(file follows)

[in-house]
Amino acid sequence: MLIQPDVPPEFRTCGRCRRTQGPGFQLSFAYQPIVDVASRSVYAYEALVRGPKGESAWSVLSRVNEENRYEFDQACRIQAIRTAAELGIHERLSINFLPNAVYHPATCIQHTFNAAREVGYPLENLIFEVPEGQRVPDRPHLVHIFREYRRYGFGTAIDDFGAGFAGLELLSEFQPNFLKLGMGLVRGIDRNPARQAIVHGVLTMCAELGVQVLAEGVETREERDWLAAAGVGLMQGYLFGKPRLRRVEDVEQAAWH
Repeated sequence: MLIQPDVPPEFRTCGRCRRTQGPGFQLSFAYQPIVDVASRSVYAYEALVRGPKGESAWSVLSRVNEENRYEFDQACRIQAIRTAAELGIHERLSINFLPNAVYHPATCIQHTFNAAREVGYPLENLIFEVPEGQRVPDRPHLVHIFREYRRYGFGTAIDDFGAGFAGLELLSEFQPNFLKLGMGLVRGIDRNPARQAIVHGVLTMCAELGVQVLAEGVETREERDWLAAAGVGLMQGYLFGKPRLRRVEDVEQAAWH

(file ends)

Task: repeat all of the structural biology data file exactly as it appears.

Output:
[in-house]
Amino acid sequence: MLIQPDVPPEFRTCGRCRRTQGPGFQLSFAYQPIVDVASRSVYAYEALVRGPKGESAWSVLSRVNEENRYEFDQACRIQAIRTAAELGIHERLSINFLPNAVYHPATCIQHTFNAAREVGYPLENLIFEVPEGQRVPDRPHLVHIFREYRRYGFGTAIDDFGAGFAGLELLSEFQPNFLKLGMGLVRGIDRNPARQAIVHGVLTMCAELGVQVLAEGVETREERDWLAAAGVGLMQGYLFGKPRLRRVEDVEQAAWH
Repeated sequence: MLIQPDVPPEFRTCGRCRRTQGPGFQLSFAYQPIVDVASRSVYAYEALVRGPKGESAWSVLSRVNEENRYEFDQACRIQAIRTAAELGIHERLSINFLPNAVYHPATCIQHTFNAAREVGYPLENLIFEVPEGQRVPDRPHLVHIFREYRRYGFGTAIDDFGAGFAGLELLSEFQPNFLKLGMGLVRGIDRNPARQAIVHGVLTMCAELGVQVLAEGVETREERDWLAAAGVGLMQGYLFGKPRLRRVEDVEQAAWH